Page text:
Greatness has eluded many Seattle-area sports organizations, mainly those of the professional variety and specifically where game performance is concerned.
But "great"ness has been in abundance the past fortnight at glam press conferences introducing new personnel or, perhaps more importantly, reintroducing Felix Hernandez today after the prized right-hander signed to a five-year, $78 million contract extension. It means much more than a princely sum for King Felix, who probably will play for the Seattle Mariners at least until the team has won the World Series the next five years.
It also means the reiteration of the "G" word. Hernandez said at the press conference what new Seahawks coach Pete Carroll and Hawks fledgling G.M. John Schneider had mouthed recently at similar press events: This is all happening because Seattle is a "great" place and its sports institutions themselves are, well, "great."
As a 38-year resident, I agree about the merit of the city, especially when there's no accumulated snow. As for the sports orgs, the only local "great" one claimed the 1979 N.B.A. championship and now plays in Oklahoma. Great, right?
Could be that Hernandez, perhaps destined to be the, er, greatest pitcher in baseball going forward, signed to stay with the M's simply because it could help assure domestic tranquility. The American League Cy Young '09 runner-up repeatedly said at the Jan. 21 press bash, that is, that his decision was heavily influenced by the opinion of his wife. She wants to stay in Seattle, thinks it's "great."
The clad hatters
The greatest golfer born in Washington state is, of course, Fred Couples but that undisputed truism could soon change. Couples, he of the sweetest swing since Don Bies reigned as the state'ês best, turned 50 last year and said the other day that he plans to play selected PGA Tour events this season, along with engagements on the Champions (nee, Seniors) Tour.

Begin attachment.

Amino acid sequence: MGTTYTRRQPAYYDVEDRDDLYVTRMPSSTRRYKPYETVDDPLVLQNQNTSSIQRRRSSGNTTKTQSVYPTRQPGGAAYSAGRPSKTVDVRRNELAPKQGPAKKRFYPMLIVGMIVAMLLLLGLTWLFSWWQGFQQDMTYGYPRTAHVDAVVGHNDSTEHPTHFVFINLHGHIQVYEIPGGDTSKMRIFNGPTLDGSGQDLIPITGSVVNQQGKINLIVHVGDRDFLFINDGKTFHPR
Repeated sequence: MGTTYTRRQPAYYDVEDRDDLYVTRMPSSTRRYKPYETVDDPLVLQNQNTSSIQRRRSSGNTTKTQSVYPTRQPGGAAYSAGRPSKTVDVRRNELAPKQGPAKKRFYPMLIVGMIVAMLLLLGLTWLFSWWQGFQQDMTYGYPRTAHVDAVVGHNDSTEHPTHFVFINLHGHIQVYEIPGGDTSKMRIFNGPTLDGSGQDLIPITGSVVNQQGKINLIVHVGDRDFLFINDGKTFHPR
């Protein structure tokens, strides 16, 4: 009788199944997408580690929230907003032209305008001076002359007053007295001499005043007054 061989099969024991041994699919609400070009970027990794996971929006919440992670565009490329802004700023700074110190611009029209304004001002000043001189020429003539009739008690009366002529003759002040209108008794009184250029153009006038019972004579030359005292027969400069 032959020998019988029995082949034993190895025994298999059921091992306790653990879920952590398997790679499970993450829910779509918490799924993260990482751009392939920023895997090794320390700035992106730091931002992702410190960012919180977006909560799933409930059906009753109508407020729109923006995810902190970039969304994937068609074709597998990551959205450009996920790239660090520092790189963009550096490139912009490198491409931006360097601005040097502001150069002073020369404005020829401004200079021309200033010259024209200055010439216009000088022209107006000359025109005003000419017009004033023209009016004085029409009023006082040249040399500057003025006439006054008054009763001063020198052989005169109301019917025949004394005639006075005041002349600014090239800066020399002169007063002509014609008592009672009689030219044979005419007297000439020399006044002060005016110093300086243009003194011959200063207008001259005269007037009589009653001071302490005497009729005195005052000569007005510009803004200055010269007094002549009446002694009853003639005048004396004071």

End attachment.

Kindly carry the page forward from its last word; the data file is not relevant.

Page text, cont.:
Within a few years Freddy may be remembered as second best. Ryan Moore, seemingly healthy after a nagging hand injury, won a late-season tournament last year and started the 2010 campaign by placing sixth in Hawaii at the initial PGA event, banking about $200 grand.
Moore, 27, who played his formative-years pasture pool at The Classic (a layout his dad owns and runs in Spanaway) is the rare golfer to have gone straight from college to the PGA Tour. Like prior Washington links prodigies, he already has displayed a few endearing quirks. One is a Jim Furyk-like hitch in his golf swing (it lacks the elegance of those of Bies and Couples).
Another is the hat thing.
Bies often played without sporting a chapeau. Couples has usually preferred a visor on top of his thick, graying thatch. Then there'ês Kirk Triplett, the Pullman-bred pro who duffs under a 'êbucket'ê hat, dubbed by one online wag as 'êthe Gilligan look.'ê
Moore mostly has preferred a Fidel Castro-style cap, disparaged by golf commentators as 'êa painter'ês hat.'ê He also, unlike most golf pros, eschews NASCAR-style logo endorsements on his clothing.
That'ês why it was surprising to see him on TV earlier this month wearing a more traditional ball cap. Perhaps the recent public acceptance of the Castro cap (stroll most university campuses and you'êll see about a hundred of them per minute) will result in Moore seeking other sartorial unorthodoxy.
What he'êll mostly be seeking this season is more tournament victories. Many believe he'êll at least be in contention during one or more of the four PGA majors this year and could even become the first state-bred player to win one since Couples prevailed in the 1992 Masters. If it happens, Moore could probably start wearing a diamond-studded tiara to tournaments without having his head-gear savaged by golf'ês fashion mavens.
Who's on second?